The tension was palpable, the air filled with words unspoken.
Tyrod Taylor already had said his piece, yet the questions kept coming.
His audience wanted to know more about his mental makeup, his motivation and his mettle as an NFL signal-caller. But Taylor shifted the conversation to where he was most comfortable: the football field.
“I don’t necessarily hear (the criticisms). I stay away from the media,” the Bills quarterback said before Wednesday's practice. “We’re here to talk about Tampa Bay and getting ready for that. So any questions that pertain to that, I’m ready to answer.”
True to form, Taylor was reserved for the crowd, careful in front of the cameras. He bared his soul once within the past week and he wasn’t about to peel back the layers on his inner-most thoughts now.
Been there, done that.
Taylor opened up to me during the bye week about the criticisms that continue to dog him three years into his Bills tenure.
It was the most honest and insightful he’s been in a long while. But the window for introspection had passed by the time the media assembled for his weekly press conference.
When pressed for comments on his detractors, Taylor made it clear that his attention was elsewhere.
“Our work week is here now,” he said. “And whatever we have to do mentally and physically to get prepared on this Wednesday for Tampa Bay is what I’m focused on.”
Critics aren’t the people Taylor has to worry about convincing. It’s the coaching staff and the Bills' front office who matter most. And regardless of how much confidence Taylor has in his own ability, it’s his win-loss record (currently 17-16) that ultimately will determine how much longer he will suit up here.
“I welcome that opportunity,” Taylor said of getting the Bills (3-2) back on track. “...We control our destiny moving forward. It’s time for us as a team, time for me as a quarterback to separate from the pack and do whatever it takes to win.”
There are plenty of reasons to be encouraged by the 28-year-old: his playmaking ability, his versatility and his elusiveness outside of the pocket. But there also have been questionable decisions and subpar outings, too. His latest came in Week 5 against the Bengals when he was sacked six times (second-most in his career since Week 2 vs. the Patriots in 2015) and threw for only 166 yards in a 20-16 road loss.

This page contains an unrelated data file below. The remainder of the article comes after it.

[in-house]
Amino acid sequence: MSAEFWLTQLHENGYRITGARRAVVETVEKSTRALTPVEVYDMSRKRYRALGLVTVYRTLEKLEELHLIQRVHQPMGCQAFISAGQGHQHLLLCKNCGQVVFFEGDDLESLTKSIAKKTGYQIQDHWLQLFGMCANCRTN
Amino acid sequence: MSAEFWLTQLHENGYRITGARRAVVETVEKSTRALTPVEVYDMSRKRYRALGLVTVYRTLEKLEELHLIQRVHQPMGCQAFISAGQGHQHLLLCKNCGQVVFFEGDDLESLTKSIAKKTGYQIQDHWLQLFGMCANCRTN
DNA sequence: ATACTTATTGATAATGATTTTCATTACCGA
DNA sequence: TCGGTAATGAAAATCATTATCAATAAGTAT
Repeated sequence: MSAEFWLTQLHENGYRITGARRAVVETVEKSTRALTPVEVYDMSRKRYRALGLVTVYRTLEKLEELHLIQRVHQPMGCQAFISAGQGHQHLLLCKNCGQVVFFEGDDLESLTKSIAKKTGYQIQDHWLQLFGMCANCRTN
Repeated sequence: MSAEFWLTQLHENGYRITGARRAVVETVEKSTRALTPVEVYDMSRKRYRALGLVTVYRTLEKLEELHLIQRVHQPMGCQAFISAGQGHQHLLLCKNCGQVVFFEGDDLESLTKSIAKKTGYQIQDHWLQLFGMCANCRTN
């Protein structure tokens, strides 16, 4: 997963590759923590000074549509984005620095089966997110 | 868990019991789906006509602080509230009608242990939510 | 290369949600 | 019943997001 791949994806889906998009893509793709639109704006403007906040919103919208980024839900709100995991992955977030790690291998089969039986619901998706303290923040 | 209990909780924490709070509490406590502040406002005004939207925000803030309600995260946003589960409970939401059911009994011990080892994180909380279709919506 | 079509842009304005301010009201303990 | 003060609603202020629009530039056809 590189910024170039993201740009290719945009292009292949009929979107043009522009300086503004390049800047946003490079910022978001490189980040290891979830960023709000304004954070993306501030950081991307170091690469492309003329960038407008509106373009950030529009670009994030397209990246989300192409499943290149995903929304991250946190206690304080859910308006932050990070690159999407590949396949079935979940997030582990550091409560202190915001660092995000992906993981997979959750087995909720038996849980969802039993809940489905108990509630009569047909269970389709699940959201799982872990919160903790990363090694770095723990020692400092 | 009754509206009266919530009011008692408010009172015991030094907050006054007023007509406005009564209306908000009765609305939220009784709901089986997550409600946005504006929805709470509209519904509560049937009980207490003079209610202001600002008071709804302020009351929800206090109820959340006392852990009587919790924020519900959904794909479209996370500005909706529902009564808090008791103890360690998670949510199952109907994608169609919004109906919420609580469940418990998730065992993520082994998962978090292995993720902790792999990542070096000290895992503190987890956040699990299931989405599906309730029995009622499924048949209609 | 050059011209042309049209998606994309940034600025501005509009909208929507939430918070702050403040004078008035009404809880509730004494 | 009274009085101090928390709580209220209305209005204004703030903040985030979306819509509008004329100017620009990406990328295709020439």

Players and coaches spent the past week self-scouting. But now, they must translate that prep work into production on the field. Especially Taylor.
“As a whole, we need to come out and execute better than we’ve done in the first five games,” he said in advance of facing the Bucs (2-3) Sunday. “Looking back on it, too many negative plays, especially early on. And that’s something that we can be better at, something that I can be better at; not taking sacks, getting the running game going, as well as just being efficient in the passing game.”
Lineup changes at offensive tackle and receiver have also made it somewhat difficult to assess Taylor’s growth and production. As of now, it’s still unclear when his top target, tight end Charles Clay (knee), and receiver Jordan Matthews (thumb), will return to action. But, as Taylor knows all too well, playing the quarterback means excuses are not an option.
Head coach Sean McDermott said he’s seen “playoff-caliber moments” from the quarterback, but not nearly enough from Taylor or his entire team.
“If we have, at this point, we’d be sitting here 5-0,” McDermott said. “A lot of room for improvement.”
Despite his obvious talent, Taylor will forever be a polarizing figure here in Buffalo. He knows that. And so does his childhood idol Michael Vick.
“You look at the quarterbacks around the league — he’s better than half of them,” Vick, now an analyst for Fox Sports, told me before taping a pregame segment with Taylor after practice. “Numbers don’t lie. Touchdown-to-interception ratio has always been through the roof. And that’s how a quarterback is measured — through decision-making.”
The Bucs, meanwhile, know what to expect from Taylor, too.
“It’s going to take all of us to keep him in the pocket,” defensive tackle Gerald McCoy said. “He’s going to make plays because he’s that athletic, he’s that gifted. But to slow it down and make sure we limit it, we’ve got to work for as well.”
Taylor has a 62.6 completion percentage as the Bills starter, along with 6,968 passing yards and 10 rushing touchdowns. This season, he has six passing touchdowns — one less than Bucs starter Jameis Winston, who was limited in practice because of a shoulder injury. If Winston isn’t healthy enough to play, ex-Bills quarterback Ryan Fitzpatrick will get the start.
“He’ll throw you a couple interceptions,” Vick said, with a chuckle, of the 34-year-old journeyman who went 20-33 with 84 touchdowns and 64 interceptions in four seasons with the Bills.
Vick, meanwhile, cautioned fans against being short-sighted about Taylor.
“Just be patient with Tyrod. Tyrod has all the tools,” he said of his fellow Virginia native and Virginia Tech brother. “When you’re the quarterback you take the majority of the blame. When you win it’s all good, when you lose, they’re going to point and nitpick. It’s so many variables that take place in a football game. It’s just tough for a quarterback, man.”
But all that matters now, is how well Taylor plays from here on out.
As Vick said himself: Numbers don’t lie.